We share our favorite children’s books that transport you and your family to Paris even before you get here!
When I booked a family trip to Paris last fall, my girls had a million questions. They were only 5 and 8 at the time, but they really wanted to understand my love for France, and what they were going to see and do. Bookworms that they are, my first thought was to head to the public library. As we lugged home more than 15 titles, we decided we’d form our own little Paris book group. Many pages and pictures later, the girls decided that our reading club was a terrific way to get them ready for their overseas adventure. They couldn’t wait to say “Bonjour Paris!” to their new favorite town.
Here are Julia and Caroline’s carefully considered favorites:
1. The Family Under the Bridge by Natalie Savage Carlson and Garth Williams. This Newberry Award winning book is a moving story of how a homeless family befriends an old man during the Christmas season in Paris. Armand, who thought he preferred his solitary life, finds himself drawn to this mother and her children. We read this one aloud and found it to be a lovely reminder of what’s really important in life.
2. Anatole: Mouse in France by Eve Titus and Paul Galdone. This charming tale introduces kids to the French love of cheese. Anatole is a mouse who is quite disgruntled when he realizes that people don’t really like mice, especially near their food. He wins over the owners of the Duval cheese factory by doing after-hour taste tests, leaving notes with suggestions for improvements. The pictures are charming and we just loved a book that was all about the flavors of delicious fromage.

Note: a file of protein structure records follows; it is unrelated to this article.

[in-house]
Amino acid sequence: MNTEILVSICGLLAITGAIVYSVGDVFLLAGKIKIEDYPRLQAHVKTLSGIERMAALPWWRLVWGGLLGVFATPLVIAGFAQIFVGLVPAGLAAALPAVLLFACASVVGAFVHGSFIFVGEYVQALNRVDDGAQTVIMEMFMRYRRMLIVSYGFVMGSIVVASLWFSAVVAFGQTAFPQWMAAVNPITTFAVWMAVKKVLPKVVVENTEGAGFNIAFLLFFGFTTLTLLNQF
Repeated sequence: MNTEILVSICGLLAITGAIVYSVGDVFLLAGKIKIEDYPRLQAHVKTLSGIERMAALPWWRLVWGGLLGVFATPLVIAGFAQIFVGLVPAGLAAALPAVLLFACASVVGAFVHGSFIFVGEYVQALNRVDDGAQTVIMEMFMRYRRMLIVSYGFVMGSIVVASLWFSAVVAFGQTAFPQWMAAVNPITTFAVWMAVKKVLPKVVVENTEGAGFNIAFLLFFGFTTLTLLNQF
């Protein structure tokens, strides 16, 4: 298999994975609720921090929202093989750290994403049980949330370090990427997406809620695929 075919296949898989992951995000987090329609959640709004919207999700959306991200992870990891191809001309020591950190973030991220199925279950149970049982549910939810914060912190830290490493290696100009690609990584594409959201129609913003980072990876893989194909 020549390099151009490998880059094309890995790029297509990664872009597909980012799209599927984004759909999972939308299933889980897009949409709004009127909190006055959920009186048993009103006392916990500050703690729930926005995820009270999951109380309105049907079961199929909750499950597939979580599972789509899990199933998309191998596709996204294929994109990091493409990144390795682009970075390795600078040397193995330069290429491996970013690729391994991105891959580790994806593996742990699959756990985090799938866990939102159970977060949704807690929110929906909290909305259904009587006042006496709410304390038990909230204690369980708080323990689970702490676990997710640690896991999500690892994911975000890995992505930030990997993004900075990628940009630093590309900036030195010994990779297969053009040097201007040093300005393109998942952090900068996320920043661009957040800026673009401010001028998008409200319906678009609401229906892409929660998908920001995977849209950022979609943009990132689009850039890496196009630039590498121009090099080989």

3. The Mona Lisa Caper by Rick Jacobson and Laura Fernandez. Based on real events, this picture book tells the story of the theft of Leonardo da Vinci’s masterpiece from the Louvre in 1911. The girls loved how Mona Lisa herself tells the story of how Vincenzo Perugia took her and why he thought she belonged in Italy. Captivated by the illustrations, Caroline and Julia were thrilled that they would be “meeting her soon.”
4. Adèle and Simon by Barbara McClintock. We enjoyed following these siblings as they walk home from school through 19th century Paris. Little Simon is constantly forgetting something – his books, scarf, knapsack, crayons. His forgetfulness makes this a great “look and find” activity, as each lost item is hidden in the gorgeous pictures.
5. Night of the New Magicians by Mary Pope Osborne. This is a recent addition to the outstanding “Magic Treehouse” series. Protagonists Jack and Annie are sent on a mysterious mission to Paris during the 1889 World’s Fair. The story brings this amazing time period to life, and it all unfolds under the Eiffel Tower.
6. Chasing Degas by Eva Montanari. The painter Degas accidentally takes a bag that belongs to a ballerina! She pirouettes and leaps around town asking other artists (Monet, Caillebotte, Renoir, and Mary Cassatt) where she might find Degas. Each stop along her way inspired by a different Impressionist painting. A great choice for dancers and budding art lovers. We had fun comparing the real paintings and the illustrated versions of them in the book.
7. Mirette on the High Wire by Emily Arnold McCully. Set in 19th century Paris, this Caldecott Award winner is the story of a high wire performer who loses his confidence and the little girl who helps him get it back. Caroline said she loved that “When the Great Bellini teaches Mirette, he finds his courage and becomes brave again.”
8. Henri’s Walk to Paris by Saul Bass and by Leonore Klein. This wonderful book illustrated by an iconic designer tells the story of a boy who lives in rural France and dreams of going to Paris. It’s simple and stunning, and it is our hands down favorite that we still read again and again.